quiet places postAt a recent event, I was standing with a friend when another person approached us and started chatting. Soon, the conversation turned into a hushed discussion about someone who wasn’t present but who needed some comeuppance. At this point, I decided to politely excuse myself and walk away, as I didn’t need nor want to know any details.

That’s when someone approached me and said, referring to the others’ conversation, “Don’t worry about them,” he said. “This stuff happens all the time, sometimes for a real reason and sometimes for nothing at all, so just make up your own mind. Give people a chance and don’t like or dislike someone just because the others do.”

Now, I’m not that old, but how do you hear someone younger than you say this without wanting to gush, “Oh, you’re so sweet!” I’m new to the scene, so he has no idea how much I make up my own mind and then tell the world about it, in my own way. But I got it together and thanked him, assured him that I know how to think for myself, and I told him that I appreciate his looking out.

Whether he believed me or not, he repeated, “Just make up your own mind.” (Still so sweet.)

I was blown away by the sweetness not in an effort to be condescending to his youth, truly. The thing is, he (and most all of us) has had plenty of time to learn these lessons for himself, even though he’s in his early twenties. And in his case, he not only learned the lessons, he saw a situation and felt compelled to speak up. I admire this ability in people.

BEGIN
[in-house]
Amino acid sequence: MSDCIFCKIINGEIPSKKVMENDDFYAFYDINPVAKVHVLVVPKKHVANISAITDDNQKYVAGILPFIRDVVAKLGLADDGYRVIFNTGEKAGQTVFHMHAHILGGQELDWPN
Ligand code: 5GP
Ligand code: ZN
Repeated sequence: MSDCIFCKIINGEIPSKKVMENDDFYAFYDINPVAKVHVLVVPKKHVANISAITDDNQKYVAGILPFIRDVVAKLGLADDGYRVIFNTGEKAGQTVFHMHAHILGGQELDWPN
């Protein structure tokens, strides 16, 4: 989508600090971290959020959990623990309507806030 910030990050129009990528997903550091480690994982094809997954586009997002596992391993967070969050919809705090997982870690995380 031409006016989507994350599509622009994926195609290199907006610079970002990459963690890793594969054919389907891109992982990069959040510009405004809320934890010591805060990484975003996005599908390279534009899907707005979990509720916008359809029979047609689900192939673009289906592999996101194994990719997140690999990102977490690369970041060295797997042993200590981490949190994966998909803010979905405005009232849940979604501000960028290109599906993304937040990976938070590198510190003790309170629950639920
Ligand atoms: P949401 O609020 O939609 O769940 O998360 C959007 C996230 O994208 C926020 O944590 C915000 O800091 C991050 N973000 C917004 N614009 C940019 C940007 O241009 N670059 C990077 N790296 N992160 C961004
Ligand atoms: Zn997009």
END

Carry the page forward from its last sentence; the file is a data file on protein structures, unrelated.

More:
I may not be the person shouting from the rooftops, but I’ll be on the roof, a little distance away, watching and learning from my own vantage point before I speak.

I’m also blown away by how well done it was. He didn’t go into a rant or a lecture, he didn’t tell me his whole life story, he didn’t swear up a storm, and he also didn’t just walk away. He approached, gently said his piece, and even gave me a chance to rebut, which of course, I didn’t need.

And all the while, a few feet away, the comeuppance conversation was still taking place by people older than this kid and certainly old enough to know better. And we can dwell on that, or we can find the good and quietly effect change.

The fact is that while the news is filled with worldwide atrocities, life in the quiet places is still being lived, still being learned, and there is still hope. Even without the cameras.

Jody Brown is the author of Upside Down Kingdom, and is a multi-blogger, poet, and traveler. Her current writing projects, including her daily blog endeavor, #Project365, can be found at JodyBrown.com/writing